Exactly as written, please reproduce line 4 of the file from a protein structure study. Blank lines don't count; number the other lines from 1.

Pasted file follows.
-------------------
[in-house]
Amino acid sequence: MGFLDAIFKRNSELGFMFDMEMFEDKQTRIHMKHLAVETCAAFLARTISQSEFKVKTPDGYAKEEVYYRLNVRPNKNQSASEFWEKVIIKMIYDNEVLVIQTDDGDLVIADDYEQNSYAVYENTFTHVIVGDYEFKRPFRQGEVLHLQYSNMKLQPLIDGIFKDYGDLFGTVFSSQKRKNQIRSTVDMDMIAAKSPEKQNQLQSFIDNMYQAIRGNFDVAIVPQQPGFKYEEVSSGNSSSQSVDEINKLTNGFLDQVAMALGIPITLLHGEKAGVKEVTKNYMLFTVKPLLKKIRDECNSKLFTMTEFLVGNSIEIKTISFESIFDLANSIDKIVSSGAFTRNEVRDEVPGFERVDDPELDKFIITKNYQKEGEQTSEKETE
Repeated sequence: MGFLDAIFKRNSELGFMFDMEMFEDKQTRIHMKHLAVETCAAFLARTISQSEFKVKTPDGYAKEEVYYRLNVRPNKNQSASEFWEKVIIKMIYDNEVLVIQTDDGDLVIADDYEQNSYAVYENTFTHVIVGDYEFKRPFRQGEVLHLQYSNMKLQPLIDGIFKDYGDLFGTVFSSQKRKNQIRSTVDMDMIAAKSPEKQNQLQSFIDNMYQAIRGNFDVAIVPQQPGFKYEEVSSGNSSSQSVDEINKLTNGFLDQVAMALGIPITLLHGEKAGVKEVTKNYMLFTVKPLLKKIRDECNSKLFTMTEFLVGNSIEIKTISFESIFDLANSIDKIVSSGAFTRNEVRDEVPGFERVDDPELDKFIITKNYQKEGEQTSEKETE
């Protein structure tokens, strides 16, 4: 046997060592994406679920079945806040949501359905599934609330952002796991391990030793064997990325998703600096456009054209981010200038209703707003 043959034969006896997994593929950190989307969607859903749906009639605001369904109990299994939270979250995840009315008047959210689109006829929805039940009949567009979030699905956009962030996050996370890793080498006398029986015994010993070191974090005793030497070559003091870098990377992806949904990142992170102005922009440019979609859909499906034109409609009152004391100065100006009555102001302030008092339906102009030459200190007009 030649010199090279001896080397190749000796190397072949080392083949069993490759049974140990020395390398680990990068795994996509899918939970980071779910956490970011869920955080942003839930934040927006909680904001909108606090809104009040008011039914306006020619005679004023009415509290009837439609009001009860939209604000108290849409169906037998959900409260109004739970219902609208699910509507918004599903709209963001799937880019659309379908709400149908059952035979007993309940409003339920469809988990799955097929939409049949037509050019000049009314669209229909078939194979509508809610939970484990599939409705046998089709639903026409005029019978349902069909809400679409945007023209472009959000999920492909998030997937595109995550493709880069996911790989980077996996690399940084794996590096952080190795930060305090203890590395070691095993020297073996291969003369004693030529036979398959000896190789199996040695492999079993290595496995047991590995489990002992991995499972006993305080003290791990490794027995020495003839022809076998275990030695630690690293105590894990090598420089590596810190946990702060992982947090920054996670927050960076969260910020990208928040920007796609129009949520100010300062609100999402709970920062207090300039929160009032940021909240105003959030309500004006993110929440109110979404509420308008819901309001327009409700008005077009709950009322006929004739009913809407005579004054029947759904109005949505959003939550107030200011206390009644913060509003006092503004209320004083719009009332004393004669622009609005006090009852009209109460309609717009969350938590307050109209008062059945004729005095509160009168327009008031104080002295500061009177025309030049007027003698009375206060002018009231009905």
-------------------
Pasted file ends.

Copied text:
């Protein structure tokens, strides 16, 4: 046997060592994406679920079945806040949501359905599934609330952002796991391990030793064997990325998703600096456009054209981010200038209703707003 043959034969006896997994593929950190989307969607859903749906009639605001369904109990299994939270979250995840009315008047959210689109006829929805039940009949567009979030699905956009962030996050996370890793080498006398029986015994010993070191974090005793030497070559003091870098990377992806949904990142992170102005922009440019979609859909499906034109409609009152004391100065100006009555102001302030008092339906102009030459200190007009 030649010199090279001896080397190749000796190397072949080392083949069993490759049974140990020395390398680990990068795994996509899918939970980071779910956490970011869920955080942003839930934040927006909680904001909108606090809104009040008011039914306006020619005679004023009415509290009837439609009001009860939209604000108290849409169906037998959900409260109004739970219902609208699910509507918004599903709209963001799937880019659309379908709400149908059952035979007993309940409003339920469809988990799955097929939409049949037509050019000049009314669209229909078939194979509508809610939970484990599939409705046998089709639903026409005029019978349902069909809400679409945007023209472009959000999920492909998030997937595109995550493709880069996911790989980077996996690399940084794996590096952080190795930060305090203890590395070691095993020297073996291969003369004693030529036979398959000896190789199996040695492999079993290595496995047991590995489990002992991995499972006993305080003290791990490794027995020495003839022809076998275990030695630690690293105590894990090598420089590596810190946990702060992982947090920054996670927050960076969260910020990208928040920007796609129009949520100010300062609100999402709970920062207090300039929160009032940021909240105003959030309500004006993110929440109110979404509420308008819901309001327009409700008005077009709950009322006929004739009913809407005579004054029947759904109005949505959003939550107030200011206390009644913060509003006092503004209320004083719009009332004393004669622009609005006090009852009209109460309609717009969350938590307050109209008062059945004729005095509160009168327009008031104080002295500061009177025309030049007027003698009375206060002018009231009905």